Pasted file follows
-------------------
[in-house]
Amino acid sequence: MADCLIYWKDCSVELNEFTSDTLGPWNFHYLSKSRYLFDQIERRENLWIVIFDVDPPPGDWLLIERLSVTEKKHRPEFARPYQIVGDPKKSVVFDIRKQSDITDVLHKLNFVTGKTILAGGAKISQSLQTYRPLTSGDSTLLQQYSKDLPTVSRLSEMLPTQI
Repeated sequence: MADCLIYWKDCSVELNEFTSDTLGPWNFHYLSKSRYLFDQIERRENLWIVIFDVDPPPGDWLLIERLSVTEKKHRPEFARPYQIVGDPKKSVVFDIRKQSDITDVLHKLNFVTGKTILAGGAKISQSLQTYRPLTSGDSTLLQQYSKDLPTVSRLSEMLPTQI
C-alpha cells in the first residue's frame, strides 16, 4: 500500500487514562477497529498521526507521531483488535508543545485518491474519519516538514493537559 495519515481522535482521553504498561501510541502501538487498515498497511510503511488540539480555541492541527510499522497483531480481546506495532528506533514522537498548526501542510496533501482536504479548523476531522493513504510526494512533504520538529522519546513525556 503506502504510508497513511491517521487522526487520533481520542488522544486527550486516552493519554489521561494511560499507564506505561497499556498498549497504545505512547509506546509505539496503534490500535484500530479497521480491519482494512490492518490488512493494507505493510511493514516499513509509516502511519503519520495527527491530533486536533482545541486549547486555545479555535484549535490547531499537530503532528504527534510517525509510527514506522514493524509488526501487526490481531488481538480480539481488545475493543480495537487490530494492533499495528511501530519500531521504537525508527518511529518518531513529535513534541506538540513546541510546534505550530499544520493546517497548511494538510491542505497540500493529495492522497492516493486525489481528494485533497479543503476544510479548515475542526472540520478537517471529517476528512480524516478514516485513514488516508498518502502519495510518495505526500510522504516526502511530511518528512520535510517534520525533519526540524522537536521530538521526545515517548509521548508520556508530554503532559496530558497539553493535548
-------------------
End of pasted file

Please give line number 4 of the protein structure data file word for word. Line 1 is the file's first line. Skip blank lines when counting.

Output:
C-alpha cells in the first residue's frame, strides 16, 4: 500500500487514562477497529498521526507521531483488535508543545485518491474519519516538514493537559 495519515481522535482521553504498561501510541502501538487498515498497511510503511488540539480555541492541527510499522497483531480481546506495532528506533514522537498548526501542510496533501482536504479548523476531522493513504510526494512533504520538529522519546513525556 503506502504510508497513511491517521487522526487520533481520542488522544486527550486516552493519554489521561494511560499507564506505561497499556498498549497504545505512547509506546509505539496503534490500535484500530479497521480491519482494512490492518490488512493494507505493510511493514516499513509509516502511519503519520495527527491530533486536533482545541486549547486555545479555535484549535490547531499537530503532528504527534510517525509510527514506522514493524509488526501487526490481531488481538480480539481488545475493543480495537487490530494492533499495528511501530519500531521504537525508527518511529518518531513529535513534541506538540513546541510546534505550530499544520493546517497548511494538510491542505497540500493529495492522497492516493486525489481528494485533497479543503476544510479548515475542526472540520478537517471529517476528512480524516478514516485513514488516508498518502502519495510518495505526500510522504516526502511530511518528512520535510517534520525533519526540524522537536521530538521526545515517548509521548508520556508530554503532559496530558497539553493535548